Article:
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Crimea's parliament voted to join Russia on Thursday and its Moscow-backed government set a referendum within 10 days on the decision in a dramatic escalation of the crisis over the Ukrainian Black Sea peninsula.
The sudden acceleration of moves to formally bring the Crimea, which has an ethnic Russian majority and has effectively been seized by Russian forces, under Moscow's rule came as European Union leaders gathered for an emergency summit to seek ways to pressure Russia to back down and accept mediation.
The Crimean parliament voted unanimously "to enter into the Russian Federation with the rights of a subject of the Russian Federation", the RIA news agency reported. Its vice premier said a referendum on the status would take place on March 16.
The announcements, which diplomats said could not have been made without Russian President Vladimir Putin's approval, raised the stakes in the most serious east-west confrontation since the end of the Cold War.
EU leaders had been set to warn but not sanction Russia over its military intervention in Ukraine after Moscow rebuffed Western diplomatic efforts to persuade it to pull forces in Crimea back to their bases. It was not immediately clear what impact the Crimean moves would have.
UN special envoy Robert Serry gestures as he leaves in a car in Simferopol March 5, 2014. Serry was forced to abandon a mission to Ukraine's Russian-occupied Crimea region on Wednesday after being stopped by armed men and besieged inside a cafe by a hostile crowd shouting "Russia! Russia!" (Vasily Fedosenko/Reuters)
The matter was discussed at a joint meeting of the Permanent Council and the Forum for Security Co-operation (FSC) in Vienna on 4 March 2014.
The visit is taking place under Chapter III of the Vienna Document 2011, which allows for voluntary hosting of visits to dispel concerns about unusual military activities. Ukraine has requested all OSCE participating States to send military representatives from 5 to 12 March 2014, starting in Odessa. This is the first time this mechanism has been activated.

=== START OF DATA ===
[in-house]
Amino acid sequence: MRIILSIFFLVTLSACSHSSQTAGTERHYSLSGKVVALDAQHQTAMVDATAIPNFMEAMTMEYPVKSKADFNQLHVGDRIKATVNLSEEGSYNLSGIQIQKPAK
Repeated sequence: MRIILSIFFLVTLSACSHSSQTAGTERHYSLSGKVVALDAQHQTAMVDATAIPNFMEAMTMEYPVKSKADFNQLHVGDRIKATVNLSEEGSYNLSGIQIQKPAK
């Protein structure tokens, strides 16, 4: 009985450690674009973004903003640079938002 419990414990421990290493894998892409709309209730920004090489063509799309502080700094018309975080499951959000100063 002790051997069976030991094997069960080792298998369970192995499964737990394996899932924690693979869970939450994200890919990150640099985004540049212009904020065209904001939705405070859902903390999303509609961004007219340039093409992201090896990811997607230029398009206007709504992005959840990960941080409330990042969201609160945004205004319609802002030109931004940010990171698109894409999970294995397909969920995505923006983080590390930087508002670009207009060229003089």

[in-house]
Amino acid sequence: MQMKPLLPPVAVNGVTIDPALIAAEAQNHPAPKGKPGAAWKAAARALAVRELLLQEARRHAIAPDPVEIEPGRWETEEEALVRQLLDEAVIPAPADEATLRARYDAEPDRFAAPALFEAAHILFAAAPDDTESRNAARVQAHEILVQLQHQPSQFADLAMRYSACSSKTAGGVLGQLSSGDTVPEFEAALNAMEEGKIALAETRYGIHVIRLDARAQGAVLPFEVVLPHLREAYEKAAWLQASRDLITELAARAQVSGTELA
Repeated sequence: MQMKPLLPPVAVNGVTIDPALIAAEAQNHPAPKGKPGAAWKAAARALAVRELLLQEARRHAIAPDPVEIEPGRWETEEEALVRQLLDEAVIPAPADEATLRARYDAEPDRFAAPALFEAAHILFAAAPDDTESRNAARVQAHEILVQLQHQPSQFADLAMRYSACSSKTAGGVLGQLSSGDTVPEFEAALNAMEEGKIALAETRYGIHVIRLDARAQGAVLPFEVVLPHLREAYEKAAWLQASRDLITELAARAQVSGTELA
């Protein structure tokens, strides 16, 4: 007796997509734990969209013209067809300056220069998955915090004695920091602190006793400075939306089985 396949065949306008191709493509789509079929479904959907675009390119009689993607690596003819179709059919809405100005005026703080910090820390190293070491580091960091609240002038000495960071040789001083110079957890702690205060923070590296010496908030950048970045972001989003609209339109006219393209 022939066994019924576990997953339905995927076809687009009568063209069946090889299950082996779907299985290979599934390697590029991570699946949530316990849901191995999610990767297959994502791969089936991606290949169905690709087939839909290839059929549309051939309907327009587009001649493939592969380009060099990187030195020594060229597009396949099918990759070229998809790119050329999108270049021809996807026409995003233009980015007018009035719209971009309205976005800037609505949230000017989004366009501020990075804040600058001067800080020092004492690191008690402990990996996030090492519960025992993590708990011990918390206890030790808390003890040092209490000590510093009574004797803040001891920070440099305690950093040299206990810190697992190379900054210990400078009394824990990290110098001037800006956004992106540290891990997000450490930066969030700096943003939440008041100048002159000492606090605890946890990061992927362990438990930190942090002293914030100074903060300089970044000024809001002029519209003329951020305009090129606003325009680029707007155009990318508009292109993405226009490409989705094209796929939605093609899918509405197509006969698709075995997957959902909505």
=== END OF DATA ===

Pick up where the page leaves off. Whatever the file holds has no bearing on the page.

As of now, eighteen OSCE participating States have responded positively to the request sending up to two representatives each. Canada, Czech Republic, Denmark, Estonia, Finland, France, Germany, Hungary, Ireland, Latvia, Lithuania, Norway, Poland, Slovakia, Sweden, Turkey, United Kingdom, and the United States. One representative from the OSCE Conflict Prevention Centre will also be participating. The military visit participants are on their way to Ukraine now.
OSCE Secretary General Lamberto Zannier said: "It is my hope that this military visit will help to de-escalate tensions in Ukraine. By providing an objective assessment of the facts on the ground, the OSCE will be better placed to foster a political solution to the current crisis through dialogue."
“Confidence-building and transparency are key elements of the OSCE approach to security, which seeks to foster openness and dialogue as the best way to resolve conflicts in our region," he added.
The Vienna Document 2011 is one of the main confidence-building measures developed by the OSCE. Under this document, all participating States are required to share information on their military forces, equipment and defence planning. The Document also provides for inspections and evaluation visits that can be conducted on the territory of any participating State that has armed forces.